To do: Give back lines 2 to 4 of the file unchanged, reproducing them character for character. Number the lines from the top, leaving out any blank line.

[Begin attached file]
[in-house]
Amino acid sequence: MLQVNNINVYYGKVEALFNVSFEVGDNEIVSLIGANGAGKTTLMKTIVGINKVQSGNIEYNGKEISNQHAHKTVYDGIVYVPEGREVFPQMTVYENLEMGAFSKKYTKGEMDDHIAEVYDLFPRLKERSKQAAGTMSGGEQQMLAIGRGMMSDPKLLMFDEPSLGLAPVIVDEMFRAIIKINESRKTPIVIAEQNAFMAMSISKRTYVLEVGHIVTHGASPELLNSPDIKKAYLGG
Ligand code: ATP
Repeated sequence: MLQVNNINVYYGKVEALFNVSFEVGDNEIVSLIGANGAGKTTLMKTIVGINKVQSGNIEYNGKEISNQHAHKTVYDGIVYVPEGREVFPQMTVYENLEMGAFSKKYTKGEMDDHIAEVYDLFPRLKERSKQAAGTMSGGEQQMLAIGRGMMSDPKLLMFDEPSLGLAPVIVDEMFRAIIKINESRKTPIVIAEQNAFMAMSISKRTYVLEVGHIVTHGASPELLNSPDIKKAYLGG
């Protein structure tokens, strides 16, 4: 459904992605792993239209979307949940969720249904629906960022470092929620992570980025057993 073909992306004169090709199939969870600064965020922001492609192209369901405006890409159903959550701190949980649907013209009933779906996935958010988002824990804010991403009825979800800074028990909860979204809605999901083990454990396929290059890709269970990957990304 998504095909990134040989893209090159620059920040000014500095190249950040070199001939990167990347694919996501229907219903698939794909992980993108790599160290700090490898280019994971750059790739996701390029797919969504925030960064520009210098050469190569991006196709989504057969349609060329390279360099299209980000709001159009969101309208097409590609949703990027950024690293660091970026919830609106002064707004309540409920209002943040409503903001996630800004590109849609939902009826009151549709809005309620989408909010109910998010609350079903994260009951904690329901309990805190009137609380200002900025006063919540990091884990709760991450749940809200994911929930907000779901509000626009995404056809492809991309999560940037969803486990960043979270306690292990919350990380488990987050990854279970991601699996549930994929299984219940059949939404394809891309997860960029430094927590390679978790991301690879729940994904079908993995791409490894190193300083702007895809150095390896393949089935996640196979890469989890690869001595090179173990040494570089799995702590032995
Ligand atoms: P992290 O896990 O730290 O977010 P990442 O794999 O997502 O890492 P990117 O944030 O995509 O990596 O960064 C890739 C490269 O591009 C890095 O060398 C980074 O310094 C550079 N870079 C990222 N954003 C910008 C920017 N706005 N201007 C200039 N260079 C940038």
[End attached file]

Amino acid sequence: MLQVNNINVYYGKVEALFNVSFEVGDNEIVSLIGANGAGKTTLMKTIVGINKVQSGNIEYNGKEISNQHAHKTVYDGIVYVPEGREVFPQMTVYENLEMGAFSKKYTKGEMDDHIAEVYDLFPRLKERSKQAAGTMSGGEQQMLAIGRGMMSDPKLLMFDEPSLGLAPVIVDEMFRAIIKINESRKTPIVIAEQNAFMAMSISKRTYVLEVGHIVTHGASPELLNSPDIKKAYLGG
Ligand code: ATP
Repeated sequence: MLQVNNINVYYGKVEALFNVSFEVGDNEIVSLIGANGAGKTTLMKTIVGINKVQSGNIEYNGKEISNQHAHKTVYDGIVYVPEGREVFPQMTVYENLEMGAFSKKYTKGEMDDHIAEVYDLFPRLKERSKQAAGTMSGGEQQMLAIGRGMMSDPKLLMFDEPSLGLAPVIVDEMFRAIIKINESRKTPIVIAEQNAFMAMSISKRTYVLEVGHIVTHGASPELLNSPDIKKAYLGG